New Eastern New York Old Growth Site

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New Eastern New York Old Growth Site

Post by JHarkness » Fri Aug 24, 2018 2:52 pm


In April of 2017, I hiked a small portion of the Appalachian Trail in the Taconic foothills of eastern New York, the destination was the locally famous Dover Oak, ironically not located in Dover, the tree has been claimed to be "old growth" and even in one statement that it was "possitively over 600 years old", it's not. It's an open grown white oak that likely did not exist before the farm it grows on the edge of did, it couldn't have been anymore than a sapling when the forest here was cleared, and considering that it's in a low disturbance site, it likely couldn't have seeded in naturally but was instead planted. The oak is certainly an impressive tree, I believe it is in fact the state champion white oak, unforunately it seems to be on it's last legs. However, the highlight of the trip was not at all the oak, but instead a massive, gnarly, dying hemlock that was on the way. I instantly realized that the tree was incredibly old, but I assumed it was just second growth as it has a stonewall at it's base, but overall, the forest it's in had a different feel than younger neighboring forests.

This morning I headed to the Great Swamp with the intention of photographing the sunrise, I lucked out tremendously with dense fog banks over the swamp. After photographing the sunrise, I headed to the hemlock I had seen almost a year and a half earlier, I planned to photograph the hemlock properly before it goes down and get video footage of it.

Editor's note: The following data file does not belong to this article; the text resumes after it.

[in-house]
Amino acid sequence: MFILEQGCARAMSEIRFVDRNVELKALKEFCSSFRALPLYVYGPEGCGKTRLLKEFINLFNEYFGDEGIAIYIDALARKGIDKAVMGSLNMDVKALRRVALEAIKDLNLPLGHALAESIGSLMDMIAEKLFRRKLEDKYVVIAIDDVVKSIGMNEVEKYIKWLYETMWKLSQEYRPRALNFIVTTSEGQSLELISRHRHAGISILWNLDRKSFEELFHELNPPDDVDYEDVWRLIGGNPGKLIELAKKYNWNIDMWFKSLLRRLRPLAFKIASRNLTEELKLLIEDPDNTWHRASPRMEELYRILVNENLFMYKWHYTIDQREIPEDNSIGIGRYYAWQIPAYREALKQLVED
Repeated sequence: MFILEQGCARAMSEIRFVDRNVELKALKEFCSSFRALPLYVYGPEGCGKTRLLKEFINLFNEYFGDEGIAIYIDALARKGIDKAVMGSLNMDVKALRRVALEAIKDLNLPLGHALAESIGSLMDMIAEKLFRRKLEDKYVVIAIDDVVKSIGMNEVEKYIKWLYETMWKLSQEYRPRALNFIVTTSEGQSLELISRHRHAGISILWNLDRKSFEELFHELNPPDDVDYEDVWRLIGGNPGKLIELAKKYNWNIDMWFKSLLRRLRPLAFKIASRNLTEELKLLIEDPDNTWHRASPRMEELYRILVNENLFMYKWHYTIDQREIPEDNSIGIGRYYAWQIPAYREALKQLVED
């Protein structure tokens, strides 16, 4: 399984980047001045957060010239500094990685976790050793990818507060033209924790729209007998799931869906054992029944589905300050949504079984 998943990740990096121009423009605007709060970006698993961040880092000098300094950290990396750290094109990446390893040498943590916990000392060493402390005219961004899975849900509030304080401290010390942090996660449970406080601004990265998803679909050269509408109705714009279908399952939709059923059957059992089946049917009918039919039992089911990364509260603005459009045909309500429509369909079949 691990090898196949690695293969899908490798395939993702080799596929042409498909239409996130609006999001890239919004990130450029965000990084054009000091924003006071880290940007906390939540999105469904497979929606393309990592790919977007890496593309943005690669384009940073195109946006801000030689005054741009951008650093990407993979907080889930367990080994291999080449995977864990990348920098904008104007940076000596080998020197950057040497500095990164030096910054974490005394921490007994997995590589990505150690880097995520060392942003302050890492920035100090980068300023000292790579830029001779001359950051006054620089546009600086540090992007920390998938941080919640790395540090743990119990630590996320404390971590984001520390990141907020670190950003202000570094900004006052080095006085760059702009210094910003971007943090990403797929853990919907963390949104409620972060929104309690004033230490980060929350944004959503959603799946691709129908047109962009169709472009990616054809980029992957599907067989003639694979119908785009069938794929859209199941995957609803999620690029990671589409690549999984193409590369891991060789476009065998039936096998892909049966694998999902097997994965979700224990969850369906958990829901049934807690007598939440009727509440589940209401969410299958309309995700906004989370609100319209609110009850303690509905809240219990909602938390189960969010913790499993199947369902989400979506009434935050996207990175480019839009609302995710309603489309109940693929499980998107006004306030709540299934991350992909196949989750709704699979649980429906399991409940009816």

Last year I noticed a number of impressive (for the latitude and elevation) tulip trees, while walking through a young, shrubby forest of red oak, black birch and black cherry I came across this picture-perfect tuliptree, a littler weather-battered for such a young tree, but doing quite well for the local climate. I had a clear shot to the highest twigs of this tree and confirmed it to 106.1'. Now here's the surprise, it grows smack in the center, along with a couple similarly sized tuliptrees, of a 45-60 year old second growth forest that was once cow pasture, I was able to confirm this by the texture of the bark of black and yellow birches, as well as red maple, all point to a forest of that age. I wonder what another half century will do for this tree, assuming no winter storms take it down.

Farther in, the forest began to change to a hemlock-yellow birch forest, typical of sites like this, all the trees were young here as well, but that changed when I reached the end of the 40-year old forest.

This young tuliptree marked the transition between the young forest and a mature second growth forest beginning to show old growth characteristics, this area was once sheep pasture and was probably abandoned around the time sheep fever came to a close, the bark of black birch helps confirm that. Turning around after admiring the tuliptree, I see that familiar huge hemlock, still standing, looking no worse than last year. I should mention that this tree doesn't seem to be effected, at least not severely by EHS (the whole grove seems to have largely escaped both EHS and HWA, but EHS is present on a number of trees), the tree seems to simply be dying of natural causes.